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Dayton Daily News (Ohio)

 

Before leaving to coach Mississippi State in 2009, Dan Mullen served as offensive coordinator at Florida under Urban Meyer.

Sunday inadvertently became one of the more hopeless and revealing days in the recent history of college athletics. It was the perfect combination of fan hubris, local media ignorance, mob mentality and unrealistic expectations, a brew that has been simmering for years in the world of coaching searches but finally boiled over on social media as two high-profile Southeastern Conference programs honed in on new hires.

When word leaked that Florida's search had targeted Mississippi State's Dan Mullen and Tennessee was trying to work out a deal with Ohio State defensive coordinator Greg Schiano, the backlash was swift and severe. In Tennessee's case, the backlash ended up scuttling the deal. Tennessee had to back off.

Though Florida's fan base merely was disappointed at the idea of a coach with a career 33-39 record in the SEC, Tennessee's was apoplectic in a manner that was unprecedented, undeserved and arguably frightening.

Let's examine the meltdown at Tennessee, a fan base that's been fed a fantasy for months (and even years) by some local media members that ESPN Monday Night Football analyst Jon Gruden had an interest in coaching their program. There was nothing in the realm of reality to support that idea, putting athletics director John Currie in a terrible spot of hiring a coach who wouldn't be Gruden and thus disappointing Vol Nation.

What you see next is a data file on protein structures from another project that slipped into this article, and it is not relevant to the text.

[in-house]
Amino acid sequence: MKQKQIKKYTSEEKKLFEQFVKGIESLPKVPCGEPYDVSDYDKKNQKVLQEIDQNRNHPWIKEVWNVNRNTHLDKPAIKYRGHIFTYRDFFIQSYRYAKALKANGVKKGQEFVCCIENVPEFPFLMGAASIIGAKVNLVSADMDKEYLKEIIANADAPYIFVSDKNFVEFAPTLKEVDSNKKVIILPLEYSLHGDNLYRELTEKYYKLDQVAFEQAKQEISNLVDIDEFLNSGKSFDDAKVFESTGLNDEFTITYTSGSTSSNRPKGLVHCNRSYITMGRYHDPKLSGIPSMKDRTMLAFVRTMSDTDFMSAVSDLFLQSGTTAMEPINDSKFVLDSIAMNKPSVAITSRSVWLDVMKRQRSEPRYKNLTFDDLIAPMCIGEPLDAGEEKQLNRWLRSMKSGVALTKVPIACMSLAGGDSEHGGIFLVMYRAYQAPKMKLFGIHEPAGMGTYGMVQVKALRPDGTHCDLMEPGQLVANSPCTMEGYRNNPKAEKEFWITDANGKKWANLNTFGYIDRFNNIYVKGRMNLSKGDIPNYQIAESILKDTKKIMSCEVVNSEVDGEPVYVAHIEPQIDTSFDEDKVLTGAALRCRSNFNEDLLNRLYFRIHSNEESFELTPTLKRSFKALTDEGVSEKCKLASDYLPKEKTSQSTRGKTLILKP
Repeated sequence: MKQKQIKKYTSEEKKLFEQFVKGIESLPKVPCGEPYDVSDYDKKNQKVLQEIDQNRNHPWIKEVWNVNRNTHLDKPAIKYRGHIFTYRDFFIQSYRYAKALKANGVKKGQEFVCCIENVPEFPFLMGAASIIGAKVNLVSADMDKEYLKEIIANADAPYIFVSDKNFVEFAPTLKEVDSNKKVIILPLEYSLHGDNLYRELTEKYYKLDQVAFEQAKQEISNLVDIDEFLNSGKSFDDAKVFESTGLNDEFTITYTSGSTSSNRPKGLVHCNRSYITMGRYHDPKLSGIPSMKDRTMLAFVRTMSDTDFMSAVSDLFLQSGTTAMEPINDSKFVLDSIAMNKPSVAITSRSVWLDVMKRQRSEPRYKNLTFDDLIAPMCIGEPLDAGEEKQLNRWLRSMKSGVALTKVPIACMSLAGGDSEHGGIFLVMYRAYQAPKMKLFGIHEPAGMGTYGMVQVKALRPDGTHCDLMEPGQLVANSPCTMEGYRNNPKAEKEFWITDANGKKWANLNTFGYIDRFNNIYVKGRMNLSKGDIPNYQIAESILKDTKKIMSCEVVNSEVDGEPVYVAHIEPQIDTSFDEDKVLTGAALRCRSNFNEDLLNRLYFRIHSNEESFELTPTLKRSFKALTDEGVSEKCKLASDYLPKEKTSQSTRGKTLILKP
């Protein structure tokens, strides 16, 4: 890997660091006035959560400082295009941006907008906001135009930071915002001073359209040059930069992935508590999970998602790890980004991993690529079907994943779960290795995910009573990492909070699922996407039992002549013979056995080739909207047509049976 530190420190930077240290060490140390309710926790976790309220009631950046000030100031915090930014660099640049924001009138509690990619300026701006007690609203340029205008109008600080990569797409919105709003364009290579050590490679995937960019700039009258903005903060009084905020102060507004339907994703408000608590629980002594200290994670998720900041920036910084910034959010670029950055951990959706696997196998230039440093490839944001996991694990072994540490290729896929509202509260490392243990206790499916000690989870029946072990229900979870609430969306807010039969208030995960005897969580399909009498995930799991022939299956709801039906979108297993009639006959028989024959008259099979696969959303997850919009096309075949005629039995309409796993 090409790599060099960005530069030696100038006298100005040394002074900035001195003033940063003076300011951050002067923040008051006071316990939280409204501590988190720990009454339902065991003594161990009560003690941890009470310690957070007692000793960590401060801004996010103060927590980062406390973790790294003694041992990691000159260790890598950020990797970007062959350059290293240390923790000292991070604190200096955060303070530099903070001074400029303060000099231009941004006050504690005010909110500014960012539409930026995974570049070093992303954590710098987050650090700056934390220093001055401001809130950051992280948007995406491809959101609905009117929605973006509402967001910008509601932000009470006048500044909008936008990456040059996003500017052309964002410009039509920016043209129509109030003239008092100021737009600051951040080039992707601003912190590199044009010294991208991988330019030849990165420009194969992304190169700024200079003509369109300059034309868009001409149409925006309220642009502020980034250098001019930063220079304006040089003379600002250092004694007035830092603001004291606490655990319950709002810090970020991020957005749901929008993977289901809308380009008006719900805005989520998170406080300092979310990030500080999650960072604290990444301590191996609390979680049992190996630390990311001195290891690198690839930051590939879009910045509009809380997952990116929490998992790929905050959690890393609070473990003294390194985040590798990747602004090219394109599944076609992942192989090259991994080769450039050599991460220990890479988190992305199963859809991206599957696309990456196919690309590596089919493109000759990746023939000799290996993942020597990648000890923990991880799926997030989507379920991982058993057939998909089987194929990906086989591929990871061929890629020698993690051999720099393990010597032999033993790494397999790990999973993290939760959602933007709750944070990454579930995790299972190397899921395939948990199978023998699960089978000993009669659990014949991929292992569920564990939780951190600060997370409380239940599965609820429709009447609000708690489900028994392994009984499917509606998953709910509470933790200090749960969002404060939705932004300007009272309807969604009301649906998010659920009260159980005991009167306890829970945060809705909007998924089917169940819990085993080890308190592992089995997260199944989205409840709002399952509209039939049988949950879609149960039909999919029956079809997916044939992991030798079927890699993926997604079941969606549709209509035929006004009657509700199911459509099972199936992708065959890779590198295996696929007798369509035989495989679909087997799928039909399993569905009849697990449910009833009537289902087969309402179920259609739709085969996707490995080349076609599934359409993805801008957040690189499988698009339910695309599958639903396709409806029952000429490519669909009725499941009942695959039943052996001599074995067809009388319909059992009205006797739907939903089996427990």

Moreover, Vols fans had almost no sense of the attractiveness of their job or the competitive marketplace for head coaching hires. Tennessee is a good job and can be a very good program, but it's not the kind of place where successful sitting head coaches in comfortable situations uproot their lives.

Thus, Currie - an AD who values stability and experience, who doesn't get starry-eyed about the next great thing - had limited choices. When it was impossible to get around the $9 million buyout for Iowa State's Matt Campbell and when Mullen became a real candidate at Florida, his options were further reduced.

Schiano, 51, worked a miracle at Rutgers. He made a dead-end program relevant, got to six bowl games in his last seven seasons and made the program attractive enough that it was acceptable to join the Big Ten. Over the years, he had been pursued by several big-time jobs but stayed at Rutgers until the end of 2011 when he took the plunge to go to the NFL.

If you remove Schiano's two seasons with the Buccaneers, where he was clearly out of his element (like many college coaches are), he would be viewed as a home-run hire at practically any big job.

While Tennessee officials were trying to get a deal done with Schiano on Sunday, students in Knoxville were mobilizing to protest, congressional candidates and other politicians were issuing anti-Schiano statements and radio provocateur/Tennessee fan Clay Travis, who has written extensively about the dangers of succumbing to online mobs, had organized one himself and posted Currie's cellphone number on Twitter.

By contrast, what happened at Florida on Sunday seems tame. But even the mere notion that a Gators fan would be disappointed with Mullen underscores how difficult it is for schools to make high-profile hires in this day and age.

But the idea that experienced winners such as Mullen or Schiano would be considered bad hires in a league that has given jobs to plenty of people who weren't ready or equipped for the SEC only proves why athletics directors shudder at the idea of a coaching search. Even when you deliver the fans a high-powered Thoroughbred, they want a unicorn.

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November 27, 2017
 
 
 

 

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